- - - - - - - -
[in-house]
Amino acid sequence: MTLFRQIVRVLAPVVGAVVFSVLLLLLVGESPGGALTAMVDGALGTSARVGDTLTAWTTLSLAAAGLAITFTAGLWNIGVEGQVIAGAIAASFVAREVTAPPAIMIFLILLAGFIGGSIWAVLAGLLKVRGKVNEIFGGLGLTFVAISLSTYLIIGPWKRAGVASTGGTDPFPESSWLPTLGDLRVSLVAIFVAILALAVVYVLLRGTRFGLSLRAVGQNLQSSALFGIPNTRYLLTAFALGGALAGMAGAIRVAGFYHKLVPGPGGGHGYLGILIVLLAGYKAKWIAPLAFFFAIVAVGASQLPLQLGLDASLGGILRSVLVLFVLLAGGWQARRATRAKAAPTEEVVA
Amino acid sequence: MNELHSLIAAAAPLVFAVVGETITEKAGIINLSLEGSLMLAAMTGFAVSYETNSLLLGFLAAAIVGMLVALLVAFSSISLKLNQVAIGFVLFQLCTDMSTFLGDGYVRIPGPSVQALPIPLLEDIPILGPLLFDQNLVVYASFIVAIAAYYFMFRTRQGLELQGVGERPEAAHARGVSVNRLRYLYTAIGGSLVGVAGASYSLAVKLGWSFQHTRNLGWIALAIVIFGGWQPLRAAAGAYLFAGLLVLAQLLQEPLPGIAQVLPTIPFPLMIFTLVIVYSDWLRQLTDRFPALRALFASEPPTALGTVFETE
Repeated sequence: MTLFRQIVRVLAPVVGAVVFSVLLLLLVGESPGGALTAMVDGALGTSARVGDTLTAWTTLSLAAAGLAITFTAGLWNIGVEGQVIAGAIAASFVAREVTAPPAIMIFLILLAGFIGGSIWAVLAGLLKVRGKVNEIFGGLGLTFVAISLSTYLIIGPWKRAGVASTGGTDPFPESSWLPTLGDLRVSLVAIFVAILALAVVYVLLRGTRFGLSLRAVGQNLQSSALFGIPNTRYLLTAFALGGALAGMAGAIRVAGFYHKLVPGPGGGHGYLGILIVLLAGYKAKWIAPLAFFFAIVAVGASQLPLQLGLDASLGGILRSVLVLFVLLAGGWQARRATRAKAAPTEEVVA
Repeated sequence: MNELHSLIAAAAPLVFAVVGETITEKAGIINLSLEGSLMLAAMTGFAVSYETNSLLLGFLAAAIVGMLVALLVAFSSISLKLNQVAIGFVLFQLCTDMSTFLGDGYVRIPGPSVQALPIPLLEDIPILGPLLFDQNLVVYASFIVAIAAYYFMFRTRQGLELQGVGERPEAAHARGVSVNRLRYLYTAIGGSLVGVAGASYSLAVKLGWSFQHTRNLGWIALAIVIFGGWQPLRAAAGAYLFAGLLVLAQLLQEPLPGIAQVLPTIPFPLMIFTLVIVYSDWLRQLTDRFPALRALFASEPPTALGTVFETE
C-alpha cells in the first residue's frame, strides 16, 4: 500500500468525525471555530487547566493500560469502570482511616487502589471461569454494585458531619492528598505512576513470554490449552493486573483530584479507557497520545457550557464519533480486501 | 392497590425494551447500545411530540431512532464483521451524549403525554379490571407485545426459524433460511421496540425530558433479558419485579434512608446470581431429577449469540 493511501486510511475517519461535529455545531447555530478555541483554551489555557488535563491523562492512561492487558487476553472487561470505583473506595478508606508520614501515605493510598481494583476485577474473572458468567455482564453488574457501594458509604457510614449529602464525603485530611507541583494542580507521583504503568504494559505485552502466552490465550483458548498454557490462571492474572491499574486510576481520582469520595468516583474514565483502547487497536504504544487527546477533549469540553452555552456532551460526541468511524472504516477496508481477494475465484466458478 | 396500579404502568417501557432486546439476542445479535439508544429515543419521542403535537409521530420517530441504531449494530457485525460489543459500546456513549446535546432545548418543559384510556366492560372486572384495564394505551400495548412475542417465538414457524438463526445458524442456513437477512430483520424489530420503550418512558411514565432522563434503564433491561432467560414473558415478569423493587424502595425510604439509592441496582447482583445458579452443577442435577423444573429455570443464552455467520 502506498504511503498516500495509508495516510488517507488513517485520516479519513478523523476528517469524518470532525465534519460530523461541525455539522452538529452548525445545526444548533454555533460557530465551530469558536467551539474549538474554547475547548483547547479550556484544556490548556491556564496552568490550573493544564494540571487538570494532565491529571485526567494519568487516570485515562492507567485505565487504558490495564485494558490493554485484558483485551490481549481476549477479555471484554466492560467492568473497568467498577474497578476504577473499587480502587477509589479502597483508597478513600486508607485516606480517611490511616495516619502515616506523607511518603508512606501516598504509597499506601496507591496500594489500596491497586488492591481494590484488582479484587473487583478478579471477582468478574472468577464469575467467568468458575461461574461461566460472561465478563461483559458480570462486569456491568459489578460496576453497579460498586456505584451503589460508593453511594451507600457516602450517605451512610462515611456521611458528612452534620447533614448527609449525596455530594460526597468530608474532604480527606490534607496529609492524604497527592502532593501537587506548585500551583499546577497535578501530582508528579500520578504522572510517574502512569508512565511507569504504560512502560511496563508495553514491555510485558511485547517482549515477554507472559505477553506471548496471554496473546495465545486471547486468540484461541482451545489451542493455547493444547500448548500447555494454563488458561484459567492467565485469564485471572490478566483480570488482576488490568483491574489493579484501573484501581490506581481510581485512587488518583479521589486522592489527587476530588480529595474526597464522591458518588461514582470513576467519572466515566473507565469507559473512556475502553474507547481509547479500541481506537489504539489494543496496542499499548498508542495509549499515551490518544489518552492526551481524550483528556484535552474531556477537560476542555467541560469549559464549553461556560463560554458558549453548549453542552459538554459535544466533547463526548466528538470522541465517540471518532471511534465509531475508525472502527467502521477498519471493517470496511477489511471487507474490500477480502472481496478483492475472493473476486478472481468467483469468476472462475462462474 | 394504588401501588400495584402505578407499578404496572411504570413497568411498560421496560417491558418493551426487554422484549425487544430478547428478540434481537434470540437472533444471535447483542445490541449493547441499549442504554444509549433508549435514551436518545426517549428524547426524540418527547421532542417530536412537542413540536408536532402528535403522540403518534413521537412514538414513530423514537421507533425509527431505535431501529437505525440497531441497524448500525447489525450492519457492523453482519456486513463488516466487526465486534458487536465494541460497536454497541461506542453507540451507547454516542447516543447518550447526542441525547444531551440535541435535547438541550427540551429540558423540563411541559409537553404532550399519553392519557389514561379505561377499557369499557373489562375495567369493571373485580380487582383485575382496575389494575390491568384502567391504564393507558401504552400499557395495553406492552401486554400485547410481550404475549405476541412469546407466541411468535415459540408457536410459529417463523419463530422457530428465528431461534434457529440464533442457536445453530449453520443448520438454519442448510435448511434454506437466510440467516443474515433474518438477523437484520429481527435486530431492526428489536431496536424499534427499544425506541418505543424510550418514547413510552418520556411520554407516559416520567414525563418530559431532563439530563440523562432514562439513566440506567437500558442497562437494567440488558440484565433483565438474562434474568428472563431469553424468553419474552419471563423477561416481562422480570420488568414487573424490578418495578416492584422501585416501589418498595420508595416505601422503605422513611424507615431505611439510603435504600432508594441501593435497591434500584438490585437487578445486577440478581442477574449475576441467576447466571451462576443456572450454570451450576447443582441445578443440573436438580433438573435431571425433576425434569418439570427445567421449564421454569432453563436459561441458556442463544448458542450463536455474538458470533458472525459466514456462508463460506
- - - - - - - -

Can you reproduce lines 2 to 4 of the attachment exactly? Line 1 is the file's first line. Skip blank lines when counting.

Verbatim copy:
Amino acid sequence: MTLFRQIVRVLAPVVGAVVFSVLLLLLVGESPGGALTAMVDGALGTSARVGDTLTAWTTLSLAAAGLAITFTAGLWNIGVEGQVIAGAIAASFVAREVTAPPAIMIFLILLAGFIGGSIWAVLAGLLKVRGKVNEIFGGLGLTFVAISLSTYLIIGPWKRAGVASTGGTDPFPESSWLPTLGDLRVSLVAIFVAILALAVVYVLLRGTRFGLSLRAVGQNLQSSALFGIPNTRYLLTAFALGGALAGMAGAIRVAGFYHKLVPGPGGGHGYLGILIVLLAGYKAKWIAPLAFFFAIVAVGASQLPLQLGLDASLGGILRSVLVLFVLLAGGWQARRATRAKAAPTEEVVA
Amino acid sequence: MNELHSLIAAAAPLVFAVVGETITEKAGIINLSLEGSLMLAAMTGFAVSYETNSLLLGFLAAAIVGMLVALLVAFSSISLKLNQVAIGFVLFQLCTDMSTFLGDGYVRIPGPSVQALPIPLLEDIPILGPLLFDQNLVVYASFIVAIAAYYFMFRTRQGLELQGVGERPEAAHARGVSVNRLRYLYTAIGGSLVGVAGASYSLAVKLGWSFQHTRNLGWIALAIVIFGGWQPLRAAAGAYLFAGLLVLAQLLQEPLPGIAQVLPTIPFPLMIFTLVIVYSDWLRQLTDRFPALRALFASEPPTALGTVFETE
Repeated sequence: MTLFRQIVRVLAPVVGAVVFSVLLLLLVGESPGGALTAMVDGALGTSARVGDTLTAWTTLSLAAAGLAITFTAGLWNIGVEGQVIAGAIAASFVAREVTAPPAIMIFLILLAGFIGGSIWAVLAGLLKVRGKVNEIFGGLGLTFVAISLSTYLIIGPWKRAGVASTGGTDPFPESSWLPTLGDLRVSLVAIFVAILALAVVYVLLRGTRFGLSLRAVGQNLQSSALFGIPNTRYLLTAFALGGALAGMAGAIRVAGFYHKLVPGPGGGHGYLGILIVLLAGYKAKWIAPLAFFFAIVAVGASQLPLQLGLDASLGGILRSVLVLFVLLAGGWQARRATRAKAAPTEEVVA